[F&V] Kinetic Beasts: Dog and Flea Research

This post is a compilation of my research for the last project, In the Eyes of Kinetic Beasts. I will be working with JJ this time and the animals that we got are the dog and the flea. I will be researching more on the dog!

Content:

  • Symbiosis between the dog and flea
  • Range of movement
  • 2 key senses
  • Body language

 

Symbiosis

What is symbiosis?

Symbiosis means living together, in ecology it means interaction between two species. In this case, the dog and flea share a parasitic relationship.

 

In a parasitic relationship, the parasite (flea) benefits to the detriment of the host (dog). As the parasite, the flea makes its home in the warm fur of the dog and gains nutrients by biting into the dog’s skin and sucking on the its blood. The flea bites will itch, causing the dog to scratch it excessively which will lead to abrasions. These will cause much discomfort for the dog. As the blood of the dog is being sucked away as well, the dog will face a depletion in nutrients. If not treated immediately, the dog will face many health complications!

An interesting fact is that although the parasite brings harm to its host, it is not the parasite’s intention to kill the host since it is reliant on the host to survive.

 

Range of Movement

Muscular Anatomy:

The dog’s muscular system indicates that they are built for endurance, not speed. These muscles enable them to jump, run, stalk and engage in battle.

The muscles serve 2 purposes:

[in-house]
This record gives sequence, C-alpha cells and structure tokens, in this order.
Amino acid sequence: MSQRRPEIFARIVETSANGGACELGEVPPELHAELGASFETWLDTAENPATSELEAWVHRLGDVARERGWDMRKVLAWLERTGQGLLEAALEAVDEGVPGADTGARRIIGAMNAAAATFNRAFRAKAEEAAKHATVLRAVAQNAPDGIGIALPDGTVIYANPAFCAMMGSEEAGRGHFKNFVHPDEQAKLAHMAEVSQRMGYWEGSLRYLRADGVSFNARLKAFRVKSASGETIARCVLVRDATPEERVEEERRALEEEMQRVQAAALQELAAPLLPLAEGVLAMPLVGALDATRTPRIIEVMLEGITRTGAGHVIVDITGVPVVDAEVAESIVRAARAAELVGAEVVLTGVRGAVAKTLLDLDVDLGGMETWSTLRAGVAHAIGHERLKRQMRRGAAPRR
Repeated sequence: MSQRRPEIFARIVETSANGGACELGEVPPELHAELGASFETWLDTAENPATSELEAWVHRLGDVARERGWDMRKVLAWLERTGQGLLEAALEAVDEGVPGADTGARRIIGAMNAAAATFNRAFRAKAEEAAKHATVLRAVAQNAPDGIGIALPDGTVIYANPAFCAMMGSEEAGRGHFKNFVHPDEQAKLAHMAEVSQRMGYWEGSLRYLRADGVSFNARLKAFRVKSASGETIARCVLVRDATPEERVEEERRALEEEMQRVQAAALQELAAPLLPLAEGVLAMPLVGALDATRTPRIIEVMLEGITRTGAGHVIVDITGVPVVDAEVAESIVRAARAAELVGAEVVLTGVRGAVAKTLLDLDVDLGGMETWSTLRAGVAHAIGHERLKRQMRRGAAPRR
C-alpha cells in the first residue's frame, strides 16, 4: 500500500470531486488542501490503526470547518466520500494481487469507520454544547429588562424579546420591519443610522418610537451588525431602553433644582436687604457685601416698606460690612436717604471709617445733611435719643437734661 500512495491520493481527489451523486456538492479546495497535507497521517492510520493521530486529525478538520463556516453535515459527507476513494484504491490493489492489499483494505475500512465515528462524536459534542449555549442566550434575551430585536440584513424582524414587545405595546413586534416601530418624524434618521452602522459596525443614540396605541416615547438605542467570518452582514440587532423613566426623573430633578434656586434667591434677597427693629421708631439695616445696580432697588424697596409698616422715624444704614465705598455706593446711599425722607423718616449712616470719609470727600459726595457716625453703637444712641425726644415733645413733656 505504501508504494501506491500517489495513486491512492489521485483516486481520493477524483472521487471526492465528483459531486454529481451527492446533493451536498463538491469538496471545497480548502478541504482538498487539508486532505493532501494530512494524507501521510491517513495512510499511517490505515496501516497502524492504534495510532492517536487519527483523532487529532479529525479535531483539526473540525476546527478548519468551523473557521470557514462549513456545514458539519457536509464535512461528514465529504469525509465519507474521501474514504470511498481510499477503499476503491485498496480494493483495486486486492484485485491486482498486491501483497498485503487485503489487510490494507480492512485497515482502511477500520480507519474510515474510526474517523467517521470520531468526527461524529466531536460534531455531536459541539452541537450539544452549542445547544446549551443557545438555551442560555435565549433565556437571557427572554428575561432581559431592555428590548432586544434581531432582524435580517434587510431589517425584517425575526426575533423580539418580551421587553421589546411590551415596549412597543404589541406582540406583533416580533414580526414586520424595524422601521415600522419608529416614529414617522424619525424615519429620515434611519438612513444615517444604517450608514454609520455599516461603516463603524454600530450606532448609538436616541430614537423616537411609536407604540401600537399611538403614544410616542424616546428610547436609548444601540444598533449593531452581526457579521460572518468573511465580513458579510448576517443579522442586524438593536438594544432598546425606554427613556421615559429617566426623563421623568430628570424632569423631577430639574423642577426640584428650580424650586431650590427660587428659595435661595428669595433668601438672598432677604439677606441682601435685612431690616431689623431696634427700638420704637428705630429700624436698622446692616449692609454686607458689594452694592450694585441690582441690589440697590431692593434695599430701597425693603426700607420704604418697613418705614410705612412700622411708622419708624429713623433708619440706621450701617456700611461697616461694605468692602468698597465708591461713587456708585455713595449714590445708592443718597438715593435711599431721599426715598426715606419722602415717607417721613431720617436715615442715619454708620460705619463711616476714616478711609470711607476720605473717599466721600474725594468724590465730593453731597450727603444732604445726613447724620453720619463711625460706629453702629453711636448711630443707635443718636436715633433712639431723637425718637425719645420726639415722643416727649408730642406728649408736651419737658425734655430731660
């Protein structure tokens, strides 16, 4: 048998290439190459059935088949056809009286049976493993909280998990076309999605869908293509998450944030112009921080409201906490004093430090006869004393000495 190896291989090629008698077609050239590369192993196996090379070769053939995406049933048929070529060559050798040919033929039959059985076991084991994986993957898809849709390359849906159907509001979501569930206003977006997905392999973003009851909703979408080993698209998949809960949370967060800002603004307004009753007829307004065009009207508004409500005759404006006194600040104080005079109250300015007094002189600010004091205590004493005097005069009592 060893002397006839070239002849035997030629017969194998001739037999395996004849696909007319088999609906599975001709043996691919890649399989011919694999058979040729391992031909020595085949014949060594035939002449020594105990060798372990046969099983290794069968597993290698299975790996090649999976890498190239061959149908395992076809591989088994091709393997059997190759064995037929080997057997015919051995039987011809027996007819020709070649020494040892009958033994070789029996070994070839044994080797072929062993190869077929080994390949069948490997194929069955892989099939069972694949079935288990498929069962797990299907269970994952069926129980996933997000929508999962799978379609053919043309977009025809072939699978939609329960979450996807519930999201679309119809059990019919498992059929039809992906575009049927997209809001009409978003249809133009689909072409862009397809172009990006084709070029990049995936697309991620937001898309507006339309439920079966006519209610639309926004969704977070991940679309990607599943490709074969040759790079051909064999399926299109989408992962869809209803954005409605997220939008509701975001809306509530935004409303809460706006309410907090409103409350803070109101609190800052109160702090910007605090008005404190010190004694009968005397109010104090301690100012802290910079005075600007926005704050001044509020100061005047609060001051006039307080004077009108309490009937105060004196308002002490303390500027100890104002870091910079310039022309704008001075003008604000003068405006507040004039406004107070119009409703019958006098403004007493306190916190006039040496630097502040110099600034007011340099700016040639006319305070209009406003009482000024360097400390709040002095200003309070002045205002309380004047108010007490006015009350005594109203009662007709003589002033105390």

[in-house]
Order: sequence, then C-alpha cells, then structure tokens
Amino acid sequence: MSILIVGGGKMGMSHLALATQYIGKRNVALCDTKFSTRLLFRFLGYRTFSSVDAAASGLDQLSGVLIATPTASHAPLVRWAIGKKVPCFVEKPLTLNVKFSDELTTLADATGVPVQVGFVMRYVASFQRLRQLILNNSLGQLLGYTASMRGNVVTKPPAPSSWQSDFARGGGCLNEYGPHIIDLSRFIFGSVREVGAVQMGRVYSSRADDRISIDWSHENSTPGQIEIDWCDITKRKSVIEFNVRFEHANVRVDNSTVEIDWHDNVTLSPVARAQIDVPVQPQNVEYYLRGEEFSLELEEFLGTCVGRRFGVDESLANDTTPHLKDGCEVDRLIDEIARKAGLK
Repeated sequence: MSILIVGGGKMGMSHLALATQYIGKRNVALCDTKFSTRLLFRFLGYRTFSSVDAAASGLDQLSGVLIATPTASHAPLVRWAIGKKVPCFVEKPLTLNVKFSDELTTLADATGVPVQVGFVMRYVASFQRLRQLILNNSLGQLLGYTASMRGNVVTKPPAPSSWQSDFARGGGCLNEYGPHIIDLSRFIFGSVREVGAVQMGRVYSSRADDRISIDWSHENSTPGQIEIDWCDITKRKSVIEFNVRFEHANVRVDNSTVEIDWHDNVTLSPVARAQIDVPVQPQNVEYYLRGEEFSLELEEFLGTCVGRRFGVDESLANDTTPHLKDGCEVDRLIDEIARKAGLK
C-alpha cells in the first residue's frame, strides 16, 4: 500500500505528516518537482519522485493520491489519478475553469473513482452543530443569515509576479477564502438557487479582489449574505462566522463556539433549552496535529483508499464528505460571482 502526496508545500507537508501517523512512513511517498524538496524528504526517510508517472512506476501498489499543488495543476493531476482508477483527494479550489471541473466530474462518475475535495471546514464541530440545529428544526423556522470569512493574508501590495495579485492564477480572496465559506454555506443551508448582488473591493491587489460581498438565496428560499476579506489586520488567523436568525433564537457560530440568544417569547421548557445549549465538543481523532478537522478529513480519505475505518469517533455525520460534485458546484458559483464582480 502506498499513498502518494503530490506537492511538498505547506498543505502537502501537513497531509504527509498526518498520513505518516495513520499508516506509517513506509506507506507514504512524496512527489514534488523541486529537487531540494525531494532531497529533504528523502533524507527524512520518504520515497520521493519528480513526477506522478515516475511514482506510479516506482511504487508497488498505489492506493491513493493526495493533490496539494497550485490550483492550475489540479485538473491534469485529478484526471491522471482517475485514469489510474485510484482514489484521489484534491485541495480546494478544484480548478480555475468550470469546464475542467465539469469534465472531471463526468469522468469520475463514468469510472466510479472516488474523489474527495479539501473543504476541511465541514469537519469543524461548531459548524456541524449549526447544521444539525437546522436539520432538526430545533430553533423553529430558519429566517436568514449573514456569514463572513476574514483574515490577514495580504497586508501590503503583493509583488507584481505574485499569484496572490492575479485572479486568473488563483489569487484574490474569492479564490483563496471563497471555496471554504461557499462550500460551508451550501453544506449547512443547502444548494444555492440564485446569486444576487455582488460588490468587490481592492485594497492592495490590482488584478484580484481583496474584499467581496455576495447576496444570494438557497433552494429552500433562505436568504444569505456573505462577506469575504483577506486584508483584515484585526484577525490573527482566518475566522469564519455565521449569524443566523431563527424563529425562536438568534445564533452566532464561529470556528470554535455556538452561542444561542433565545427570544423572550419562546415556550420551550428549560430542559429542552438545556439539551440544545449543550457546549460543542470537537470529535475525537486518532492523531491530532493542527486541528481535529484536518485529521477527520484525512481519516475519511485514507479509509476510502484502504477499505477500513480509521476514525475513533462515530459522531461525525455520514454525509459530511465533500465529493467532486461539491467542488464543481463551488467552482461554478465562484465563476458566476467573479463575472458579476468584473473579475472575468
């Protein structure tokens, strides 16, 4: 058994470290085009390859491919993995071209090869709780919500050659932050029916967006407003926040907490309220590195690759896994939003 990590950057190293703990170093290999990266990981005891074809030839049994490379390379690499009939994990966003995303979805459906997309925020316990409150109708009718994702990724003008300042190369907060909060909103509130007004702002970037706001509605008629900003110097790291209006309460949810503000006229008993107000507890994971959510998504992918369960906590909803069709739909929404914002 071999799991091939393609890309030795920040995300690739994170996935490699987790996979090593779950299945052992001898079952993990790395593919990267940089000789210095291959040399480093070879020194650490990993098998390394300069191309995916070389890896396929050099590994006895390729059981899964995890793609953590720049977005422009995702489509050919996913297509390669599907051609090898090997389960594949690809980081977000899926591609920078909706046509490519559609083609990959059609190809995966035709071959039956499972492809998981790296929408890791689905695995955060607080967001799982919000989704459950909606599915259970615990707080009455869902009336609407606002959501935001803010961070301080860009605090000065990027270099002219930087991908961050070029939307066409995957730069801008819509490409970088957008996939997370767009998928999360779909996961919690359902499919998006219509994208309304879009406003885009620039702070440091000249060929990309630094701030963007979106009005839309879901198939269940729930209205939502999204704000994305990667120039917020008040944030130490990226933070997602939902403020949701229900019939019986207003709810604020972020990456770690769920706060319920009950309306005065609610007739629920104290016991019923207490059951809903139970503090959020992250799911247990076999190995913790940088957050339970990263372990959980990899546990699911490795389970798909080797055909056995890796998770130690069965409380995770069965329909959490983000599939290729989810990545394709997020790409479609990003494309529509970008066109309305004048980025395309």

1. Facilitate movement of the limbs, head, neck, and joints
  2. Provide stability to the joints of the body, making it easier for them to function under pressure

All these muscle groups work together by contracting and relaxing to bring movement to the dog.

 

Skeletal Anatomy:

As dogs stand on 4 legs, their anatomy is designed to suit this feature. This explains why dogs are unable to stand on 2 legs for a prolonged period of time like humans can, or why it is more difficult for humans to run on all 4 limbs than on 2 legs.

 

Movement:

This Eadweard Muybridge sequence demonstrates clearly how a dog runs.

Observations:

  • Dog’s head leads the rest of the body’s motion, the movement is almost like a wave moving up and down
  • Careful co-ordination of the four legs so that they don’t entangle together, causing the dog to trip and fall
  • Hind legs propels the dog forward, front legs cushions the ‘fall’
  • Dog’s spine expands and compresses, which aids in movement
  • Long period of suspension where all four legs are off the ground.

 

Here’s a slo-mo video of dogs running:

 

Key Senses

1. Smell

This video is very useful in explaining how dogs navigate the world with their keen sense of smell!

  • A dog devotes over 40% more of his brain power to processing smells than the human brain.
  • Dogs develop more than 20 times the amount of smell receptors in the nose than humans do. On top of that, they can detect 100 up to 1,000,000 times less concentrated smells than us.